Collaboration: The missing link in malaria transmission

Kenyan researcher looks at which man-made and natural factors influence how the Malaria spreads.

Gabriel O Dida’s only sister died from malaria when he was a teenager growing up at the banks of Lake Victoria in Kenya. That was in 1999, the parasite had already been studied for over a century, and still there seemed to be no solution in sight. What was taking so long, Dida asked himself, to eradicate the disease?

DIDA_2552
Gabriel O Dida in the field.

As a graduate student in biology he later found there were many reasons. One of them he could help tackle: “I realized that the simplest ecological link between mosquito and malaria transmission was given little attention.” So Dida began to conduct his own research at the University of Maseno in Kisumu in Western Kenya to find which man-made and natural factors influence how the disease spreads.

For example, Dida and his colleagues studied whether cows can divert mosquitoes’ appetite, and lure them away from humans. The researchers also inspected the influence of insecticide-treated bed nets in this interaction. What they found was a push-pull effect: cows attract certain types of mosquitoes, while bed nets repel and kill them. Both factors taken together have the potential to decrease malaria transmission rates.

Now Dida is out to nip the problem in the bud. He’s inspecting breeding grounds along the shore of Lake Victoria, which is known as the world’s deadliest malaria zone. According to a report by the World Health Organization from 2013, more than 7.5 percent of the population there is infected. Its shallow, warm waters are the preferred breeding ground for the Anopheles mosquito, the parasite’s vector. The mosquitoes from breeding grounds in two villages in the Mbita district caught Dida’s attention. In the area, malaria accounts for 35 percent of all child deaths.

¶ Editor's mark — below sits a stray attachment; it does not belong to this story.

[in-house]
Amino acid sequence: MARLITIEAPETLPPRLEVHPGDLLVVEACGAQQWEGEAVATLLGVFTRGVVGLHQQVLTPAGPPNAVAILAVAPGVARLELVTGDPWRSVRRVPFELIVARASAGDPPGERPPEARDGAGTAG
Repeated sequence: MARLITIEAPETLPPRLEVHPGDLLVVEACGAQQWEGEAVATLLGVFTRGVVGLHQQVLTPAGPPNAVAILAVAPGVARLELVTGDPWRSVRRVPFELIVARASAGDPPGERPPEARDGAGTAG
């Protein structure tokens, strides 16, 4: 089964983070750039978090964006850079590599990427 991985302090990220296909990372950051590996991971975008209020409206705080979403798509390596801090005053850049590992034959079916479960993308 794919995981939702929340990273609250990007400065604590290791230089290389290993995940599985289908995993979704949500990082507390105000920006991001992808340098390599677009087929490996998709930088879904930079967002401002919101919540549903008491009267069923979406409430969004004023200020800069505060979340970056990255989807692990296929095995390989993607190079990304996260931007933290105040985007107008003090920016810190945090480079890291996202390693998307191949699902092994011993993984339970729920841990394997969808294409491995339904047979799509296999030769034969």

Dida believes that there’s a direct link between ecological factors at these breeding grounds and high malaria transmission rates. Searching for the best way to prove his hypothesis, he asked peers on ResearchGate for help. Here he heard from Frank Baily Gelder, a pathologist from New Zealand. Together Dida and Gelder browsed the literature and went through possible protocols.

<em>Possible mosquito hatching sites.</em>
Possible mosquito hatching sites.

“The conversation with Frank Gelder made it much easier for me to implement a pilot,” Dida says.  As a first step he is now mapping his sampling sites. Later he will look for distinct features that could influence breeding conditions at those sites, like vegetation, agricultural use or construction work. Dida will then collect mosquito samples in nearby houses and analyze the mosquitoes’ stomach content. This, Dida assumes, will provide the missing link he’s looking for.

The DNA analysis of the mosquitoes’ stomach content will tell Dida what they were feeding on. He’ll learn whether mosquito populations from certain breeding grounds really draw more human blood and infect more people than those from others. Finally, he’ll compare the ecological factors at each habitat. This will hopefully reveal what’s turning some breeding grounds into deadly malaria hotbeds. Dida says: "I know that this solution will not only be of global public health importance, but also have direct health benefits to those living in rural Kenya, where I grew up."

Update December 2015: You can now read the paper Dida and Gelder paper wrote together on ResearchGate.

Presence and distribution of mosquito larvae predators and factors influencing their abundance along the Mara River, Kenya and Tanzania

All photos courtesy of Gabriel O Dida.